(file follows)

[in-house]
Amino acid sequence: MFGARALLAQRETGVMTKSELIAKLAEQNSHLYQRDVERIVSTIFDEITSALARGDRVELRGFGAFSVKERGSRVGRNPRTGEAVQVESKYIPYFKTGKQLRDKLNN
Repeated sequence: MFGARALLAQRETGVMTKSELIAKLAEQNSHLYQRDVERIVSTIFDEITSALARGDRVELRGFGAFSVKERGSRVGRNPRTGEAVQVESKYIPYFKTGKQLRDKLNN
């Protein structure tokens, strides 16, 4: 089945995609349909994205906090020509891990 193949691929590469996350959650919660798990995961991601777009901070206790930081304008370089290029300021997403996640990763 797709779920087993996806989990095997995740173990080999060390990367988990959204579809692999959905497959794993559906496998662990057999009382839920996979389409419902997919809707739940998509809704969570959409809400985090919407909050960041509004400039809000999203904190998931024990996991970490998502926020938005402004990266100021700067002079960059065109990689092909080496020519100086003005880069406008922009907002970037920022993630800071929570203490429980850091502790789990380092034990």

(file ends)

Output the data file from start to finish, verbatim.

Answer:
[in-house]
Amino acid sequence: MFGARALLAQRETGVMTKSELIAKLAEQNSHLYQRDVERIVSTIFDEITSALARGDRVELRGFGAFSVKERGSRVGRNPRTGEAVQVESKYIPYFKTGKQLRDKLNN
Repeated sequence: MFGARALLAQRETGVMTKSELIAKLAEQNSHLYQRDVERIVSTIFDEITSALARGDRVELRGFGAFSVKERGSRVGRNPRTGEAVQVESKYIPYFKTGKQLRDKLNN
């Protein structure tokens, strides 16, 4: 089945995609349909994205906090020509891990 193949691929590469996350959650919660798990995961991601777009901070206790930081304008370089290029300021997403996640990763 797709779920087993996806989990095997995740173990080999060390990367988990959204579809692999959905497959794993559906496998662990057999009382839920996979389409419902997919809707739940998509809704969570959409809400985090919407909050960041509004400039809000999203904190998931024990996991970490998502926020938005402004990266100021700067002079960059065109990689092909080496020519100086003005880069406008922009907002970037920022993630800071929570203490429980850091502790789990380092034990």